Friday, September 02, 2016

More Thoughts on Polygamy, Pt. 2

I’ve had a lot of thoughts swimming around in my head about polygamy. Some of them I shared in my previous post, which was hastily written and published. I expect this post will be even more scattered than the last one. I’m just trying to capture some random thoughts and observations. Make of it what you will.

At the Sunstone Symposium, a woman said the following about why she and her family had chosen to leave the FLDS polygamous group around the time that Warren Jeffs came into power: “We left because we knew what was being taught didn’t match what was in the scriptures.” This isn’t an exact quote, but is as near as I can remember it. When I heard this, I could imagine many a Mormon nodding along, thinking this woman had acted so wisely to stick to the scriptures and not listen to anyone who tried to teach something counter to their message.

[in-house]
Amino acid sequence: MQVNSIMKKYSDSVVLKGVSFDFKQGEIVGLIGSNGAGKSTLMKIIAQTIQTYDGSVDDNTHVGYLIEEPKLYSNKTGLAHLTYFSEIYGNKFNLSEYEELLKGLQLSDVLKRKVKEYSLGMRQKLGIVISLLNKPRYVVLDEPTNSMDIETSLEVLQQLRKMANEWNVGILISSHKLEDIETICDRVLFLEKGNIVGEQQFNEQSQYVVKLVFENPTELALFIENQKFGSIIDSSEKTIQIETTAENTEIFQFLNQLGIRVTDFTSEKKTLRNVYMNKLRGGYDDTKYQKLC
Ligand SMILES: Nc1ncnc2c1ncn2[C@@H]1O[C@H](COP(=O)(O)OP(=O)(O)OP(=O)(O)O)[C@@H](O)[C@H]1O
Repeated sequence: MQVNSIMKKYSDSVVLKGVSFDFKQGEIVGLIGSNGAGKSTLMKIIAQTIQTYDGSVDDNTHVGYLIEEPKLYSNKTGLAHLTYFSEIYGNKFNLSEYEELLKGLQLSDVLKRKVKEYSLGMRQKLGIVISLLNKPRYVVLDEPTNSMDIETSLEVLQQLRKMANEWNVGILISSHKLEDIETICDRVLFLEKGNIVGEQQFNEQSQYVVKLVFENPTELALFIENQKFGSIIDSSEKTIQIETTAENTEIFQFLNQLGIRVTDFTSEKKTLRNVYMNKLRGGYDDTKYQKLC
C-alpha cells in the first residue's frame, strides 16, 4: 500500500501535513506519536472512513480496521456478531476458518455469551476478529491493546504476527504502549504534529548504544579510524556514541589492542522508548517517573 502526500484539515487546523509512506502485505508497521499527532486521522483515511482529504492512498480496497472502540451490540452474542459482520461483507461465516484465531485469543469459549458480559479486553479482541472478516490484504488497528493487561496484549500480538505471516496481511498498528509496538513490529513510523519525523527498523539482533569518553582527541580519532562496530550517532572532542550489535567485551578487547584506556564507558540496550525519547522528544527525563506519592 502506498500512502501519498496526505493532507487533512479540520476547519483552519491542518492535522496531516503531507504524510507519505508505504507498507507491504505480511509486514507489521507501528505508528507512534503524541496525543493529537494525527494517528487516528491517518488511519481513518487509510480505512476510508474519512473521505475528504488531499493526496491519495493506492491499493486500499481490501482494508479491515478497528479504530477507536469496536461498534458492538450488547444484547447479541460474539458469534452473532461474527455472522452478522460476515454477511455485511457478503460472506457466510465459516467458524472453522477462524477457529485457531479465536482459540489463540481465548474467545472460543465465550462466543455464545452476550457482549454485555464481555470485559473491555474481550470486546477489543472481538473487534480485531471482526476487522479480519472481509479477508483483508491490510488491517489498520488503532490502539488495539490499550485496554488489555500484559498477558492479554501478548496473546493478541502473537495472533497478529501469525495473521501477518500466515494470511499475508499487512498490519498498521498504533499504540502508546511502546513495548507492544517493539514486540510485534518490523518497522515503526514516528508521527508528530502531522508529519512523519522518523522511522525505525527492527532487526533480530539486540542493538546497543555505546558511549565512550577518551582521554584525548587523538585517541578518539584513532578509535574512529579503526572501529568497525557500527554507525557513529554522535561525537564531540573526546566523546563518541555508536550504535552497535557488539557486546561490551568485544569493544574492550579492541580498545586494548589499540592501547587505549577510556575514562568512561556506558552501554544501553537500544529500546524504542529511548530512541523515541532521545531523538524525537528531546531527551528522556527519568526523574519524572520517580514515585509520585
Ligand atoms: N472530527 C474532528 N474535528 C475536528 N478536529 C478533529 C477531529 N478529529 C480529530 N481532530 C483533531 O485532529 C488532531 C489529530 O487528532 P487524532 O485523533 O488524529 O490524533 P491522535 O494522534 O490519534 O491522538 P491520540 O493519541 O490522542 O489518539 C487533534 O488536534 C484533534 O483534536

Oh, the irony! I honestly think one of the key reasons I became an unorthodox Mormon (back when I was still a member of the LDS Church) was my close study of the scriptures. More and more, I saw the modern LDS Church in opposition to the scriptures. Since leaving the LDS Church, these things stand out to me even more. Taking the Lord’s name in vain? That’s exactly what I see the LDS Church doing much of the time. Drawing near to God with their lips but otherwise denying Him? The LDS Church again. Calling bad things good and good things bad? You guessed it: the LDS Church. Trusting in the arm of flesh and denying the Holy Ghost? See also, LDS Church. False idols? Have I mentioned the LDS Church? But it goes beyond the principle-based stuff I’ve mentioned. Some teachings of the LDS Church are blatant and undeniable contradictions of what you find in scripture. To cite just one example, in LDS scripture, the Lord says, “Whoso believeth in me, and is baptized, the same shall … inherit the kingdom of God…. And whoso shall declare more or less than this, and establish it for my doctrine, the same cometh of evil, and is not built upon my rock” (3 Nephi 11:33, 40). Well, according to current LDS theology, you actually have to be baptized by the right people in order to inherit the kingdom of God, and being baptized by those people only allows you to inherit one-third of the kingdom of God, while truly inheriting all that the Father has requires being baptized by a Mormon, being confirmed a member of the LDS Church by a Mormon, dutifully attending LDS Church services, receiving the priesthood (if you have a penis) or pledging that someone with a penis will always rule over you (if you have a vagina), participating in sacred (but also secret) rituals within LDS temples, having your marriage sealed in an LDS temple by a Mormon, abstaining from alcohol, abstaining from tobacco, abstaining from tea, abstaining from coffee, not making unnecessary purchases on Sundays, giving 10% of your annual income to the LDS Church, and so on. (It also used to require having more than one wife—another rule that applies only to those with a penis.) Now what did 3 Nephi 11:40 say again? “And whoso shall declare more or less than [baptism and faith in Christ], and establish it for my doctrine, the same cometh of evil.” Yeah, well. Po-tay-to, po-tah-to.